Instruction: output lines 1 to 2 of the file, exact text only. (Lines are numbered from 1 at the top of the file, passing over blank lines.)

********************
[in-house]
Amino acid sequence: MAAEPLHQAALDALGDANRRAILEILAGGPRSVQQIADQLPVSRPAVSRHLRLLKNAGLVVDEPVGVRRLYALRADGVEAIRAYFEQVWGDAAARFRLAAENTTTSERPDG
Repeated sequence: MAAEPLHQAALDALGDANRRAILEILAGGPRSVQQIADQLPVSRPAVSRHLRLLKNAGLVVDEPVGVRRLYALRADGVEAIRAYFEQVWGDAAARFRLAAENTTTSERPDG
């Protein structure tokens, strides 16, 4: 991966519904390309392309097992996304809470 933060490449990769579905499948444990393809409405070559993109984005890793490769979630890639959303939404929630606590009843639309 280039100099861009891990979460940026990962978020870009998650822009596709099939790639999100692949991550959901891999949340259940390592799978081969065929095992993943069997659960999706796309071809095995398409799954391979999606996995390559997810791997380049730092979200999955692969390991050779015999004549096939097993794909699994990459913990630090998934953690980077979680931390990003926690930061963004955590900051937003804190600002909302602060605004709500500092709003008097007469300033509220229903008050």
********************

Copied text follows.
[in-house]
Amino acid sequence: MAAEPLHQAALDALGDANRRAILEILAGGPRSVQQIADQLPVSRPAVSRHLRLLKNAGLVVDEPVGVRRLYALRADGVEAIRAYFEQVWGDAAARFRLAAENTTTSERPDG